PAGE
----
MP Jacob Rees-Mogg is no stranger to news headlines, and his latest antics received their fair share of column inches. It was the latter part of his job title - the minister of state for Brexit opportunities and government efficiency – that prompted him to address the lack of civil servants back at their Westminster desks.

His ‘calling cards’ – professionally printed notes left on desks of absent workers - were widely criticised as condescending, thanks to the passive aggressive wording of ‘sorry you were out when I visited. I look forward to seeing you in the office very soon.’

For all its pompous air, Rees-Mogg’s frustrations may strike a chord with other business leaders who are still struggling to entice workers back to their desks. There are, however other ways to tempt people from their dining rooms back to their desks once again, as MPL reveals:-

Call of the wild: in a podcast with The FT’s Isabel Berwick, architect Rick Cook spoke about the need to integrate nature into our offices, especially after so many professionals have had free access to the outside world from their WFH base. Biophilic office design is a way of keeping those connections going – even if the office is in a city or busy town.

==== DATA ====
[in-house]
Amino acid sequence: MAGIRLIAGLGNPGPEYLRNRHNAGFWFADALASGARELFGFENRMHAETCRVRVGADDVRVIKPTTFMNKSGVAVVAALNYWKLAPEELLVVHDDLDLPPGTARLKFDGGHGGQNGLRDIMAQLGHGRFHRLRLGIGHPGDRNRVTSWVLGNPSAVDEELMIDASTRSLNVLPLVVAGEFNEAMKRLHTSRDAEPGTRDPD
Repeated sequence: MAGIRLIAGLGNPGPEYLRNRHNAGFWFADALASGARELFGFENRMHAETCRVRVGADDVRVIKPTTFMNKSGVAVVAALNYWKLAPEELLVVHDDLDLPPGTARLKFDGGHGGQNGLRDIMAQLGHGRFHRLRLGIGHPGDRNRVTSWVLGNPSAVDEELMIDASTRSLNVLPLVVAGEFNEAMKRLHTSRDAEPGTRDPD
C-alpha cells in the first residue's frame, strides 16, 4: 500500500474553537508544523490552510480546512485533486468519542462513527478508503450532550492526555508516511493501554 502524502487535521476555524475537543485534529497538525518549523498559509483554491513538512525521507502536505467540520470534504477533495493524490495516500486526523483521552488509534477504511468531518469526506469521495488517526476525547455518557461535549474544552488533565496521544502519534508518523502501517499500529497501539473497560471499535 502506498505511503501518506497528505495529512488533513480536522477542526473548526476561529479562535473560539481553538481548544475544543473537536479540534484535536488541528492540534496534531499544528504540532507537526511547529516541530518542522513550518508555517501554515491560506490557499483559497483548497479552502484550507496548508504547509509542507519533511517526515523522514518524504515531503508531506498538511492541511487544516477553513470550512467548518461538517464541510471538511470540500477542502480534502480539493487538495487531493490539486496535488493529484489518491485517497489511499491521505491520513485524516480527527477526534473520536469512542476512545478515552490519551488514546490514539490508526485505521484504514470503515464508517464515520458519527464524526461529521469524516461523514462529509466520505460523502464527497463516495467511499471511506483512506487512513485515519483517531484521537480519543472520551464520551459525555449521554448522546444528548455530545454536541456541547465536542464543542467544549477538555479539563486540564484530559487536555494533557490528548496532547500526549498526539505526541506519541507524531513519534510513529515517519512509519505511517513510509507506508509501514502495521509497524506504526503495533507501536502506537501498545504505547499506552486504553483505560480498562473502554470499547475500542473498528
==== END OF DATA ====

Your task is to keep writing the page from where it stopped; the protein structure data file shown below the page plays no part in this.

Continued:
Workplaces designed for improving employee wellbeing: the pandemic has allowed our mental and physical health to become part of our everyday conversations, therefore office owners need to ensure their workplaces meet the needs of today’s narrative. Employees will appreciate filtration systems that result in cleaner air and lighting systems that can be changed according to the mood or task while designing for the neurodiverse is a step in the right inclusivity direction.

Blurring the line between a hotel and an office: if employees don’t want to come back due to your current office atmosphere, you’ll need to make it feel less like an office without compromising professionality. Making its way across the pond from New York is the hotel-style office, where the look is curated to feel very boutique in the same way as Soho House, for example. Add in a concierge, social spaces and lavish loos, and you’ll have changed the perception of the office environment forever.

Space to be alone: all hail the open plan office as it’s great for communication and collaboration but what about the introverts and silence-seekers who have thrived while WFH? Reconfiguring your office to provide an aspect of solus may convince more people to return than you’d imagine. Pods, booths, small nooks and even designated quiet rooms all address something known as ‘re-entry anxiety’ – an aspect explored by Forbes.

Talk to MPL Interiors about office redesign to convince more employees to return to their desks but to also attract new talent in the future.